I was going to write about rook endgames, but something came up and changed it.

I played online a few days ago, it was my favorite Marshall attack, the forced line where I get a bishop for 2 pawns. I had that line already in 2 games, lost that advantage later in one and gave checkmate in another. Now the queens were exchanged, then rooks and we got to endgame K+B+4P vs. K+6P. Despite of my expectations, the game ended in a draw, I was pissed off at myself and decided to get to the root of it.  

 

Bishop equals three pawns, we learned that at the beginning of our chess careers.

So, if in the endgame you have bishop for 2 pawns, you got great winning chances, right?

Not so simple. Excellent example is the first game from the World Championship match

Fisher-Spassky in 1972.  After bizarre move 29. … Bxh2

 

 

that Fisher did ( some people say, that it was miscalculation, he counted on the following line: 30. g3 h5 31. Ke2 h4 32. Kf3 h3 33. Kg4 Bg1 34. Kxh3 Bxf2 ,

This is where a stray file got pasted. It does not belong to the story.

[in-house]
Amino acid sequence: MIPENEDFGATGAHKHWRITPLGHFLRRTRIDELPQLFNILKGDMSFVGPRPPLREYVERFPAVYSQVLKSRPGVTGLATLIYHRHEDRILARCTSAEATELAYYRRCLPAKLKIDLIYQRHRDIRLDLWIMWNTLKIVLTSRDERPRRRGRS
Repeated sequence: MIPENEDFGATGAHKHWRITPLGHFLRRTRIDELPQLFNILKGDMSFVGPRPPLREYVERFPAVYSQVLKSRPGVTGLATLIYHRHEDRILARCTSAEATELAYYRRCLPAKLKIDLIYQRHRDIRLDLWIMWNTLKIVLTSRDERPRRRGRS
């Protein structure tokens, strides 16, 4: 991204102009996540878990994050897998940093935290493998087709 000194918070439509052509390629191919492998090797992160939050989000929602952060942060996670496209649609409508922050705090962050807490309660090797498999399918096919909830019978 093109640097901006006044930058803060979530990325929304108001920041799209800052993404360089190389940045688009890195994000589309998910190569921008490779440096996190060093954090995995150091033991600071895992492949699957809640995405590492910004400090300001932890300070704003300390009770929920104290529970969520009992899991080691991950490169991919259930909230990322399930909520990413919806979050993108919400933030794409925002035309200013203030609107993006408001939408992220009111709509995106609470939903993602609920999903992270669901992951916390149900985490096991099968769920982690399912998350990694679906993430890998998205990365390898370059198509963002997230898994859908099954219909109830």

but didn’t see 35. Bd2! catching the bishop) from equal bishop ending it became bishop vs. pawns endgame. He had drawing chances later, one of them was pointed out by Speelman:

Fischer playing 37. …a6 instead of 37. …Ke4

 

 

 

37…a6! 38.Kf3 axb5 39.axb5 b6 ! 40.Bf8 g6 41.Bg7 f5 42.Bd4 Kc4 43.Bxb6 g5 ! 44.Bc7 Kxb5 45.Bd8+ g4+ 46.Ke2 Kc4 

 

with a clear draw. Finally he lost.

As for my game, looks like I didn’t have the right plan in the beginning, then didn’t use the chances that my opponent gave me, the last one:

 

 

White played 54. d6? instead of 54. Kb6 with a draw.

Black returned the favor, playing 54. … Kf7 which leads to draw, instead of

playing 54. … Bg5 55. Kc6 Kf5 56. Kc7 Ke5 57. Kc6 Kd4 with a win.

 

 


 

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